Film

Are we doomed to repeat the cost of living crisis? This archive film shows how little has changed in the UK

As we face a cost of living crisis, this archive film shows decades of deprivation in Yorkshire and the north east. The bleak truth is that little has changed

cost of living archive film

The film captures archive footage from the 1950s to 1980s - featuring clips of rising prices and high poverty rates. Image: Yorkshire and North East Film Archives

Housing that is barely fit for animals let alone people. Electricity meters out of credit and no way to pay tomorrow’s bills. Empty petrol pumps, queues of people outside food banks and a homeless pensioner stealing food to pay for the cost of living. Mothers marching through the streets in anger. People desperately calling for change which never comes. 

This is not 2023 – although the resonance is striking. The archive film Cost of Living [which you can watch by scrolling to the bottom on this page] captures harrowing footage from across Yorkshire and the north east between the 1950s and 1980s. It evokes a past which feels uncomfortably contemporary. 

“The way I see it, things are bad now but they’re going to be worse in the future,” a young Black man says two minutes into the film, his voice echoing as though he is in an empty metal room. We are not told why the man is shirtless, where he is or his name. But he was eerily right, as Britain now faces its worst cost of living crisis since the 1950s. 

“It’s a feeling of powerlessness,” says Martin Hall, a senior lecturer in film and media and the co-founder of the cinema and social justice project at York St John University. “How have we seen this so many times before but we’re still not managing to do anything about it?”

The 15-minute film was commissioned by Hall and his colleagues and made by the team at the Yorkshire and North East Film Archives. It was initially meant as a resource for students, but it was so powerful it is now being shown at festivals and released for free online. 

Graham Relton, the archive manager who sourced the footage, says: “It feels so visceral in its similarities to what so many of us are experiencing in the UK at the moment. It is shocking.”

“With the prices going up, you just can’t cope,” a mother says in the film. “I make do without during the week in order to make three meals at the weekend. I can’t budget any more than I’m doing. We’ve cut so much already.”

Food inflation is at its highest rate in decades – but prices were rising even faster in the 1970s. Inflation soared to a record 25 per cent in 1975. 

An elderly, homeless veteran says: “As far as I’m concerned, I’ve got no time for the country, the way we are being treated. If I didn’t steal, I’d go into malnutrition and I’m not dying of malnutrition. You can bet on that.”

Mothers marching through the streets calling for better recreation grounds. Image: Yorkshire and North East Film Archives

This sense of disgruntlement and, beyond that, rage is clear. There are protests and posters evoking the power of the people throughout the film. In recent months, pensioners have taken to the streets, mothers have pushed prams through London demanding help with childcare costs, and thousands of people are calling for change in Enough is Enough rallies. 

There is hope in this, yes, but is Cost of Living making a point that even when people rise together changes still don’t come?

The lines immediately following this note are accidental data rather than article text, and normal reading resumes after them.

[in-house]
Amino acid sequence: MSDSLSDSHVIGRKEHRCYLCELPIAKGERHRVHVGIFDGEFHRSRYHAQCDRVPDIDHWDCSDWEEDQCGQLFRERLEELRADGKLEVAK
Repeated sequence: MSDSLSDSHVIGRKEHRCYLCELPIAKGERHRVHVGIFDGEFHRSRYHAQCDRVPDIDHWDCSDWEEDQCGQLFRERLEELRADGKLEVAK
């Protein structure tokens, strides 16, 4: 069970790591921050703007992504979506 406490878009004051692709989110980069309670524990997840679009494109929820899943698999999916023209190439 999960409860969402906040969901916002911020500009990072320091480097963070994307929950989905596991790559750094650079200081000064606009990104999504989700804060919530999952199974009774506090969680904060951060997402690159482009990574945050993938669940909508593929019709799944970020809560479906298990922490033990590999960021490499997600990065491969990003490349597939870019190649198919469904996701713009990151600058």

“I don’t think the film is going to answer those questions,” Hall says. “There are talks about revolution and the notion that people have power and people can make change. It would be lovely to think we do have that. But really it’s quite a holistic message where we want people to learn from the past.”

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Cost of Living begins with a comic clip of a woman, in black and white, telling a representative for the Conservatives: “I’m fed up with the lot of them. None of the parties seem to do anything for people like me,” and slamming the door in her face. 

But Hall says it’s important to remember this is decades of footage, with both Labour and Conservative governments in charge. “There’s a difficulty in the revelation that this has always been a problem. It’s quite hard to hear.” 

Subsidise our heating costs! Sound familiar? Image: Yorkshire and North East Film Archives

There are strong local roots, exposing the horrors of housing conditions in the north east. “When you look at the conditions and the way they are here, they’re not fit for animals, never mind human beings,” one woman says. 

Her neighbour adds: “There’s been mice, rats, dampness. We can’t go on like this for much longer and I think there will be quite a few who won’t survive it.” Cost of Living cuts to a clip of a toddler, covered in dirt. 

Has anything changed? Two-year-old Awaab Ishak died in a mouldy council flat in Rochdale just over two years ago. More than one in three children (34 per cent) in the North of England are living in poverty, according to recent research

“The divide back then in terms of the richest in society and the poorest was probably a lot less than what it is today,” Hall says. The gap between rich and poor in the UK is among the worst in Europe. 

Billionaires in the UK already have more than £653 billion of wealth between them. Between 2020 and 2022 alone, their wealth ballooned by almost £150bn. Meanwhile, millions of people are going hungry because they can’t afford food. 

Hall asks: “So how do we bridge that gap and narrow that gap and look after the most vulnerable and poorest in our society?”

Cost of Living might not have the answers but it does raise questions about the tragedies of our society which we seem doomed to repeat. “It might be a vault full of films,” Relton says, “but what it really is is a vault full of stories. We can help reveal those stories.”

Watch the Cost of Living film below.

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